Editorial: Fed geese slaughter was wrong

Stephen Brown — journalist of the year!
The Brooklyn Paper / Stephen Brown

The federal government’s slaughter of more than 250 geese in Prospect Park last week was a horrifying crime that not only calls into question our abilities as stewards of the earth, but also our core values as a species.

We would call the massacre “cruel and inhuman,” but, alas, its cruelty was all too human.

Mankind has long been accustomed to killing the so-called lower species, specifically when said species get in humanity’s way, as the geese did in this case. As urban dwellers, we have certainly participated in — and benefitted from — Man’s domination of the environment. We, too, have flown out of JFK Airport, getting to cruising altitude safely because no goose was sucked into the engines.

But there is a big difference between the unfortunate taking of animal life in order to create essential roads, bridges, subways, safe air corridors and other human “necessities,” and the senseless taking of animal life simply because we lack the will to choose a better way or the talents to find one.

And that’s the essential horror of what transpired in Prospect Park last week.

It’s particularly ironic, given that Prospect Park officials have been under fire for more than a year because of filthy conditions inside the greenspace and a recent spate of unexplained animal deaths. As a PR move, park officials showed off their proud flock to schoolkids — and our photographer — during a class trip last month, touting the lake as a living ecosystem.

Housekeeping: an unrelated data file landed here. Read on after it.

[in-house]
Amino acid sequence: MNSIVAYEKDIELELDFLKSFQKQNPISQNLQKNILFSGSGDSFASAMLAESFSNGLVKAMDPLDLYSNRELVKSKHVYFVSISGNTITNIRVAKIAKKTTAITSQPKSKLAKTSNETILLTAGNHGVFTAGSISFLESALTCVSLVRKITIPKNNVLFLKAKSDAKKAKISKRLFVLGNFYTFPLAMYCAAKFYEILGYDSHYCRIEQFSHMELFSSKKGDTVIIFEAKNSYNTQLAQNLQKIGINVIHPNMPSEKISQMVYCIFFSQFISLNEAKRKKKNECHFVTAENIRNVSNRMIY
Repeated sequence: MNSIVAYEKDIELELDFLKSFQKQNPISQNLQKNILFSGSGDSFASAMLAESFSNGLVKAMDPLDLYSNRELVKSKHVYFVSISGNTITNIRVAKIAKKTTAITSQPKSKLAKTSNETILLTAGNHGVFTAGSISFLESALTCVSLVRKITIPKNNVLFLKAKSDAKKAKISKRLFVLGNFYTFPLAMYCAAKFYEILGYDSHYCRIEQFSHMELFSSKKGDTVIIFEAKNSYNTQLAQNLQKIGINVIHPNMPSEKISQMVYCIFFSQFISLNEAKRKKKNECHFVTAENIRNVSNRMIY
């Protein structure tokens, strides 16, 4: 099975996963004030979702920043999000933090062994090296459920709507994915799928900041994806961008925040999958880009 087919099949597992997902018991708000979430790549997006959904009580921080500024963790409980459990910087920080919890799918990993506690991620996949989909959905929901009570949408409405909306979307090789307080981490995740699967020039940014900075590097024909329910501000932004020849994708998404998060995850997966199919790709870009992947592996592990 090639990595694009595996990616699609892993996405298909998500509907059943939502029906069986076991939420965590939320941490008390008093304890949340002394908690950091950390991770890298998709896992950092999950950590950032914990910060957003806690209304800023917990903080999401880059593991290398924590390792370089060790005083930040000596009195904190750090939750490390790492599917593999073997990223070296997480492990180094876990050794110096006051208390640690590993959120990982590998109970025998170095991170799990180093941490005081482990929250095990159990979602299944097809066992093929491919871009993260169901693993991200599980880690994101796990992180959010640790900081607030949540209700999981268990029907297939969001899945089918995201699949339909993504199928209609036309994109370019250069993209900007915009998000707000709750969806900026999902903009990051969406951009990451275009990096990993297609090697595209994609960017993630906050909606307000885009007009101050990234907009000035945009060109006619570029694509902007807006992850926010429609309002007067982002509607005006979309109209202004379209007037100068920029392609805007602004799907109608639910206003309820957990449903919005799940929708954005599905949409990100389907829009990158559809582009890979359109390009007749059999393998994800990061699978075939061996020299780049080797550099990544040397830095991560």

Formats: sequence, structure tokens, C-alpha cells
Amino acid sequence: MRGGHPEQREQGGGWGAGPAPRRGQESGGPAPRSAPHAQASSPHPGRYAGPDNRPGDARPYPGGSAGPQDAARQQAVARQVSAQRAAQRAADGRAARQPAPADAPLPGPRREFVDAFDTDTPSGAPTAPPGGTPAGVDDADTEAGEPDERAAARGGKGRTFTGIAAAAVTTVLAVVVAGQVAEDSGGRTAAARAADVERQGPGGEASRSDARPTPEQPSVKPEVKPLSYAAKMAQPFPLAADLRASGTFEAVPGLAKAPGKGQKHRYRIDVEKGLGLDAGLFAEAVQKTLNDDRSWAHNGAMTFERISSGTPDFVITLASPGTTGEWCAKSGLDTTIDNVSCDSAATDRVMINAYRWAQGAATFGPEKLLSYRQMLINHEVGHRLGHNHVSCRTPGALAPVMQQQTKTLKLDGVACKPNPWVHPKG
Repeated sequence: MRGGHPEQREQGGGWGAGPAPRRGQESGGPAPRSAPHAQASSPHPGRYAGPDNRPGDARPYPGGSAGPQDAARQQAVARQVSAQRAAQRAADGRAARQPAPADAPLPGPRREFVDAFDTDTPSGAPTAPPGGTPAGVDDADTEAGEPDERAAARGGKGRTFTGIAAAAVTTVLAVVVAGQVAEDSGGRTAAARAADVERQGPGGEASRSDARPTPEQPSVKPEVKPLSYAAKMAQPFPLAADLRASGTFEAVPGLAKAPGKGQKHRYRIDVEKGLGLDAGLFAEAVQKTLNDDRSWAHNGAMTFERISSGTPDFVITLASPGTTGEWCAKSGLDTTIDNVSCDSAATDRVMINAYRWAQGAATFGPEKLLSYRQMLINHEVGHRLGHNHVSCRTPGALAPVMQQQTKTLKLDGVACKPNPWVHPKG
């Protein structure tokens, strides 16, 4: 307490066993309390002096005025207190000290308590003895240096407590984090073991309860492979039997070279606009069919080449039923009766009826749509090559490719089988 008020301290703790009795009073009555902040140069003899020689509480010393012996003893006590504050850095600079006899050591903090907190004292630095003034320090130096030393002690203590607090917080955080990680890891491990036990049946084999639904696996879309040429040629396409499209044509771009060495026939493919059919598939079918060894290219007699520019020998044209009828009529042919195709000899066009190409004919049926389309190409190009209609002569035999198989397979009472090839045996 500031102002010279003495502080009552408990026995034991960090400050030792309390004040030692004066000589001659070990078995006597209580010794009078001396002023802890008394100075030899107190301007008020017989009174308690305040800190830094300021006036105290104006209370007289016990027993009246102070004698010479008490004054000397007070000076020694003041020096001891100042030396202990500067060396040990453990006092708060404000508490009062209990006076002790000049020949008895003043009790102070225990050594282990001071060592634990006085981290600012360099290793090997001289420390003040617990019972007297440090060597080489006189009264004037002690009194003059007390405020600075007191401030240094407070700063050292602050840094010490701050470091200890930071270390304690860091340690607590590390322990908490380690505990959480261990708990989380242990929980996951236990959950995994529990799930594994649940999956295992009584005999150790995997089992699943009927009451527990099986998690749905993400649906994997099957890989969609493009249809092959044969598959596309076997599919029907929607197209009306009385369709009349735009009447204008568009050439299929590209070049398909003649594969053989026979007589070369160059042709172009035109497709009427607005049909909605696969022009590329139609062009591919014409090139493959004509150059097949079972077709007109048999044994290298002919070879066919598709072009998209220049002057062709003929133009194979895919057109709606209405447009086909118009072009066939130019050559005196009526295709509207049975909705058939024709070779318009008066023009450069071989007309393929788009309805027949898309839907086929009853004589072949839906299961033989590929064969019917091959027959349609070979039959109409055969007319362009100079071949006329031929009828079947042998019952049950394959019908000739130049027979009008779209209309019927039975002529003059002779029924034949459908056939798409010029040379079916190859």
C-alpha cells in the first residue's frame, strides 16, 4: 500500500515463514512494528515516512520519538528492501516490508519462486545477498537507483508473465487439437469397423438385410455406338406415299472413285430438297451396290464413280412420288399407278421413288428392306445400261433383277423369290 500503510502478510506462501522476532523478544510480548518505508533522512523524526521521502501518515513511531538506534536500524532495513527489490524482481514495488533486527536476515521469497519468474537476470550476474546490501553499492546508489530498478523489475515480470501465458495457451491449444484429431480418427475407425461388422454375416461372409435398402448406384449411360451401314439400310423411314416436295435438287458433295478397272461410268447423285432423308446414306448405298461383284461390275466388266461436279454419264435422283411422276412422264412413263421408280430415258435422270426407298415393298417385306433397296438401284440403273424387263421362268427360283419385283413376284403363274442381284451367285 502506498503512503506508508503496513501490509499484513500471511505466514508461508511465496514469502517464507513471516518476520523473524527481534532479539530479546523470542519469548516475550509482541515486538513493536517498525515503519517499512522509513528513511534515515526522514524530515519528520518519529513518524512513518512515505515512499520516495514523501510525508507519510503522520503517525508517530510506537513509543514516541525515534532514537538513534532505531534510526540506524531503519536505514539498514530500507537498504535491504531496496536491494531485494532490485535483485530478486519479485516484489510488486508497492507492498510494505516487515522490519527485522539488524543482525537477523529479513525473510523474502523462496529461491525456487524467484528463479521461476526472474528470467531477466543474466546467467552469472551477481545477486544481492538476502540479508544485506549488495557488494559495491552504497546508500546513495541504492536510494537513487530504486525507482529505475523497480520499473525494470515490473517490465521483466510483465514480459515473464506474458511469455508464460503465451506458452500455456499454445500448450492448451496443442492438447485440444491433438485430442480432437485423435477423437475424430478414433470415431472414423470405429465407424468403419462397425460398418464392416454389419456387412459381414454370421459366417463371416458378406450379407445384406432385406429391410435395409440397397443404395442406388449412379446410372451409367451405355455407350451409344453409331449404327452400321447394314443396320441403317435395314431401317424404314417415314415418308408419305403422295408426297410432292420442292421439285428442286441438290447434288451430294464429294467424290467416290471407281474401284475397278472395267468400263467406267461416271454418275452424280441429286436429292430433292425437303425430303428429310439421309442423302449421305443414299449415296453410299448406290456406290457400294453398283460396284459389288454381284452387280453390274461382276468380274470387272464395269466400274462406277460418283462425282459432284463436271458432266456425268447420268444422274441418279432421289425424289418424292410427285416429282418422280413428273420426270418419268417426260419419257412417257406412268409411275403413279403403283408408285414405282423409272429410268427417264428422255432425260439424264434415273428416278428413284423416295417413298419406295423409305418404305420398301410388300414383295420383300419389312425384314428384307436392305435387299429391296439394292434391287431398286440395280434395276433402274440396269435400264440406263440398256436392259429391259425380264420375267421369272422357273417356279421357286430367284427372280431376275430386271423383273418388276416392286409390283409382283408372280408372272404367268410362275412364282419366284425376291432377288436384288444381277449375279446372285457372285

All those geese are now dead.

Make no mistake, air passengers should be safe. But we find it simply incomprehensible that birds more than seven miles away from JFK Airport needed to be rounded up under cover of darkness, without so much as a word of public discussion, and gassed simply because other methods of pest control are more inconvenient or require more work on the part of humans.

Worse, the brutality took place inside the city’s greatest park, an urban oasis that was built partly to give city dwellers a place to reconnect, albeit nominally, with nature. Today, Prospect Park is a place where parents take their kids to watch the graceful flight of a swan, a bird alighting on a tree branch, or a turtle peeking out from its shell.

It chills the very soul to think that most of the birds fed by those very kids last week are now buried in an unmarked grave, victims of man’s need to dominate the world — and his clear failure to respect animal life, and himself, in the process.